Books

Key to the Sites

A trail of literary sites for April vacation

Oh, the places you’ll go (during vacation)

MARTY BASCH FOR THE BOSTON GLOBE

Inside Dog Chapel, a churchlike space on Dog Mountain in St. Johnsbury, Vt.

John Kennard

Louisa May Alcott's Orchard House in Concord.

With so many new interactive e-books, apps based on favorite stories, and online games with beloved characters, it’s easy to forget about just plain books. But children’s novels and picture books can become real-world adventures when you take young readers to children’s literature-centered destinations throughout New England. Grab some snacks for the drive, the GPS, and your library card (you might need to make a stop on the way home) and set out for a kid lit road trip.

Massachusetts

If you want to stay in Boston for the day, fans of Esther Forbes’s “Johnny Tremain” can take a Boston by Foot walking tour of Revolutionary War landmarks that are featured in the Newbery-winning novel. This hour-and-a-half-long excursion starts at the Copp’s Hill Burying Ground and visits Paul Revere’s House and the Old North Church, among other local sites. Catch the next tour April 18 at noon. (www.bostonby
foot.org)

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You can’t beat exploring Concord, the hometown of Ralph Waldo Emerson and Henry David Thoreau, in early spring, but for young visitors the real draw is Orchard House (above), Louisa May Alcott’s historic home, where she penned “Little Women.” The guided tour introduces Alcott family members; the gift shop makes sure people leave with plenty of reading materials; and the many events (“Plumfield Fun Week!” and other school vacation activities will run April 17-20) bring the 19th century to life. (www.louisamayalcott
.org)

Oh, the places you’ll go indeed when you take Dr. Seuss fans to the Springfield Museums. Comprising five museums with plenty of kid appeal (e.g., the Springfield Science Museum has a planetarium and a dinosaur exhibit), one ticket gets you admission to all of them. Leave time to explore the Dr. Seuss National Memorial Sculpture Garden. The bronze garden sculptures include Theodor Seuss Geisel at his drawing board with the Cat in the Hat by his side, Horton the Elephant, the Grinch, and other characters young visitors love to meet. The playful space is the perfect way for Springfield to honor one of its native sons. (www.springfieldmuseums.org)

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The Eric Carle Museum of Picture Book Art in Amherst is a must visit for picture-book lovers young and old. Founded in November 2002 by Eric Carle, the author-illustrator of “The Very Hungry Caterpillar” and numerous other classics, and Barbara Carle, his wife, the museum has three art galleries, a studio, a theater, and a collection of more than 10,000 illustrations. With programs for children, education professionals, and families, a fantastic bookstore, and a beautiful location, it’s worth making a day of it. (www.carlemuseum.org)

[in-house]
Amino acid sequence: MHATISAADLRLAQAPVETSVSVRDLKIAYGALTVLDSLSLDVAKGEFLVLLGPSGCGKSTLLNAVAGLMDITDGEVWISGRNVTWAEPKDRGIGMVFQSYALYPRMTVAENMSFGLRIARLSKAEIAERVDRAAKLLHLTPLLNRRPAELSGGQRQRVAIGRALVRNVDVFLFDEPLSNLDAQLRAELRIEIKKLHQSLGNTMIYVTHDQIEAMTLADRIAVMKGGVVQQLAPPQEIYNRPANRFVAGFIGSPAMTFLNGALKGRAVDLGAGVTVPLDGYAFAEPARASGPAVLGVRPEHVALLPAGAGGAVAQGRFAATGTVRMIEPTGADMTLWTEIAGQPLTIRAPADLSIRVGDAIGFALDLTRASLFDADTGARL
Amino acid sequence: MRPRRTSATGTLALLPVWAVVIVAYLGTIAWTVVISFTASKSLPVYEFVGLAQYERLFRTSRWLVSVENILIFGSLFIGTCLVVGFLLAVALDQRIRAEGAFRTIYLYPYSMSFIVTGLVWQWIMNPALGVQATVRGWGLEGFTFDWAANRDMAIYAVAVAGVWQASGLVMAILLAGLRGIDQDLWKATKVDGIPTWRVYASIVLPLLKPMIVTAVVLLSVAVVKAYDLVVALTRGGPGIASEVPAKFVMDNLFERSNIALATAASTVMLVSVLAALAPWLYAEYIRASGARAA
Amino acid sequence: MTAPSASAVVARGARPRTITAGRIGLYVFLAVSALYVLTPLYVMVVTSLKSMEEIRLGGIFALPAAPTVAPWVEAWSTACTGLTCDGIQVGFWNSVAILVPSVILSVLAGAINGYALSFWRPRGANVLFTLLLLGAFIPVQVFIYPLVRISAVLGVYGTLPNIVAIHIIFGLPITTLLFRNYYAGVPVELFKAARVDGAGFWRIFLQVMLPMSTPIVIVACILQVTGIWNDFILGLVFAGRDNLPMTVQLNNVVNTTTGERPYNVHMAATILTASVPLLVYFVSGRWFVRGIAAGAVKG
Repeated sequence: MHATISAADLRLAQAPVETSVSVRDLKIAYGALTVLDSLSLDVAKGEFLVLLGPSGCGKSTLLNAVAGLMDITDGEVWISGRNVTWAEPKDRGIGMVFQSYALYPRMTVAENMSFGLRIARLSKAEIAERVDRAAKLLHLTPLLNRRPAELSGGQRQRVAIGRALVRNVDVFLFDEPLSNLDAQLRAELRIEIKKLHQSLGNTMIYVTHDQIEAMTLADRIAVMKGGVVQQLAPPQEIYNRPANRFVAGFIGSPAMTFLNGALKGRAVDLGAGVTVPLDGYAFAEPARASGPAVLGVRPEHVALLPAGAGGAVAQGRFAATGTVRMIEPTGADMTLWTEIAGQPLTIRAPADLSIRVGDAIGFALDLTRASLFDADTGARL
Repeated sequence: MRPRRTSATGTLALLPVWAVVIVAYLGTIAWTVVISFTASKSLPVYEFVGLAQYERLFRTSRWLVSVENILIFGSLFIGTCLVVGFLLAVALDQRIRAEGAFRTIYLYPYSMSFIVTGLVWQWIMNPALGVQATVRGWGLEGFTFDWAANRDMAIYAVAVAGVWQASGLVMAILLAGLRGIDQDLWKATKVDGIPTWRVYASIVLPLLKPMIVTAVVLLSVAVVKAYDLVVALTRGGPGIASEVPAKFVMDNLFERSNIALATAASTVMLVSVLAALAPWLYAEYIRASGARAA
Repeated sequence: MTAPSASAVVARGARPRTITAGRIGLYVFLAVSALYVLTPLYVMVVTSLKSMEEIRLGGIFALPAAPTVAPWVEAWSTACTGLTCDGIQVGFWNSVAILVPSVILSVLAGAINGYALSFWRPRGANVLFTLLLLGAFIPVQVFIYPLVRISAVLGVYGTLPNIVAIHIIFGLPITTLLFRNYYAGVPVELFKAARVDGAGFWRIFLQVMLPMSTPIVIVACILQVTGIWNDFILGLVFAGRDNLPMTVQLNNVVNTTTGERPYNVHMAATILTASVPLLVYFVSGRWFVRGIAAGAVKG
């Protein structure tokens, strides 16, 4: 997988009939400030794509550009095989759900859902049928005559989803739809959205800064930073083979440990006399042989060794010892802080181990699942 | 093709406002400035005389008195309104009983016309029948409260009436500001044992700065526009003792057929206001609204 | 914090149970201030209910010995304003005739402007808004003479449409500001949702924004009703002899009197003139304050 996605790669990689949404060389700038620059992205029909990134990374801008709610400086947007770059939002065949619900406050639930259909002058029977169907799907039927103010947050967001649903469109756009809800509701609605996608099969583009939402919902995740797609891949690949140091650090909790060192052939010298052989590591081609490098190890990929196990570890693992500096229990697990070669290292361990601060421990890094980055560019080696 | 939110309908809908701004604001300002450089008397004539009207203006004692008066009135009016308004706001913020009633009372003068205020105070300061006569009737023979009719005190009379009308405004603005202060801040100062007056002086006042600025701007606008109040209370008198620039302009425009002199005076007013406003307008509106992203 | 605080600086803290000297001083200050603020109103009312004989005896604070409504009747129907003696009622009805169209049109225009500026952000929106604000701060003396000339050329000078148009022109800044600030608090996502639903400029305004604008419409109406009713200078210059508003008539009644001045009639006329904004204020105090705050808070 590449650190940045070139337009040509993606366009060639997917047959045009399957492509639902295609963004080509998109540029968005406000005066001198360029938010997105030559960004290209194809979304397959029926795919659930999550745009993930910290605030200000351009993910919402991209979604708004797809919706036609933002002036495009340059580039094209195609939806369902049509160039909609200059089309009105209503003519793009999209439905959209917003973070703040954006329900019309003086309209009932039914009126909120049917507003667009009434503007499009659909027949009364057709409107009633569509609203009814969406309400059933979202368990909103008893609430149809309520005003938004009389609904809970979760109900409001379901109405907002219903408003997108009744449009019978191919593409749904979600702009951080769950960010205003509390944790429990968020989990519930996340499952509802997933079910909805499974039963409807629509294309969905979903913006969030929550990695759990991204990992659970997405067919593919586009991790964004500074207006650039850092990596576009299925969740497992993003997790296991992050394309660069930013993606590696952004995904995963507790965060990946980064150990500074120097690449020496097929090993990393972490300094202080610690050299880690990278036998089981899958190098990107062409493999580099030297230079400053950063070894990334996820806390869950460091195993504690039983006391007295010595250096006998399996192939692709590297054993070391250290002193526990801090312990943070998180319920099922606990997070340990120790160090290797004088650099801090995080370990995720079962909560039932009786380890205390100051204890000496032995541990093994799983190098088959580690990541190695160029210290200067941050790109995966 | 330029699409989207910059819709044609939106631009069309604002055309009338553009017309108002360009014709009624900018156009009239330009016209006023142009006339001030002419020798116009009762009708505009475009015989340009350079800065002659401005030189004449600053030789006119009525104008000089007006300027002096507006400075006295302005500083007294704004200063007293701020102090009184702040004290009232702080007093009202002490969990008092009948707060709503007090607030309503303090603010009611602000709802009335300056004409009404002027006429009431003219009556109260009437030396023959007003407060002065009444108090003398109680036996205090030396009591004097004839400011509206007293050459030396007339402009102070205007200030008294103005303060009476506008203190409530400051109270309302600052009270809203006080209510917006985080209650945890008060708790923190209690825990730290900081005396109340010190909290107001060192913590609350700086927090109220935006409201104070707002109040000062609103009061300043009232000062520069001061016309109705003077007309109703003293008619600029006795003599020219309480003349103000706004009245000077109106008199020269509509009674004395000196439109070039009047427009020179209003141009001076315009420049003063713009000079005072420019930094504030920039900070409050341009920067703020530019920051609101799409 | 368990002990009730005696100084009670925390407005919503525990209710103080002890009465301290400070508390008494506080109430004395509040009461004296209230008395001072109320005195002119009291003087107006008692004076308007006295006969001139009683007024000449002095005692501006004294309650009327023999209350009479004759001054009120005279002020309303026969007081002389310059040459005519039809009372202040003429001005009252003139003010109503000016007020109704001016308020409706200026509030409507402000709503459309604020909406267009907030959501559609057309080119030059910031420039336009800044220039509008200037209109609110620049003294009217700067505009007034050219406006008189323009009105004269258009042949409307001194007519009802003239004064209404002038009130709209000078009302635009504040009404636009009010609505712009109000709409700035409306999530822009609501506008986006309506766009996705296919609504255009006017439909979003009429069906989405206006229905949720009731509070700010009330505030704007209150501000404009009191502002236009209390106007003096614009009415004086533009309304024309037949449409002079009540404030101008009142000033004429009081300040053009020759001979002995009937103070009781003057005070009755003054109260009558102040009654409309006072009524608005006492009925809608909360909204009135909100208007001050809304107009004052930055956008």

Dominic Chavez/Globe Staff

Mark Twain's library in Hartford, Conn.

Connecticut

Hours can pass without visitors noticing at the Mark Twain House and Museum (right) in Hartford, there’s just that much to do. Twain’s 25-room home includes a billiard room, where he wrote and entertained, a library, nursery, and conservatory. After a tour, readers can venture over to the museum where they are able to walk through exhibits, watch a documentary, eat in the cafe, visit the bookstore, or attend special events from plays to “Graveyard Shift Ghost Tours.” (www.marktwainhouse.org)

Save time to explore the home of Twain’s neighbor, Harriet Beecher Stowe, at the Harriet Beecher Stowe Center. (www.harrietbeecherstowe
center.org)

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The Webb-Deane-Stevens Museum owns and maintains the Buttolph-Williams House, which inspired the setting for Elizabeth George Speare’s “The Witch of Blackbird Pond,” a 1958 Newbery-winning novel about a teenager girl accused of being a witch. Fans can tour the home and, thanks to maps provided by the Wethersfield Library (www.wethersfieldlibrary.org/about/pdfs/24994brochure.pdf), find sites described in the book and then match them to contemporary Wethersfield. For the younger crowd, the museum has a children’s exhibit that includes displays of toys and antique dolls as well as year-round educational programming about topics such as 18th-century food preservation and preparation, textiles, slavery, and health and medicine in early America. (www.webb-deane-stevens.org)

Associated Press

"The Journey That Saved Curious George” at Morgan Hill Bookstore.

New Hampshire

For children as inquisitive as Margret and H.A. Rey’s beloved monkey, Curious George, a trip to the Margret and H.A. Rey Center (below) in Waterville Valley is worth the drive. The Reys were fascinated by art, science, and nature, so it’s fitting that their nonprofit organization has programming for children and adults that runs the gamut from art workshops to nature walks to monthly stargazing nights at the H.A. Rey Observatory at the Curious George Cottage (which is also in Waterville). Mark your calendars for the Curious George Cottage Family Festival; it takes place Aug. 11-12. (thereycenter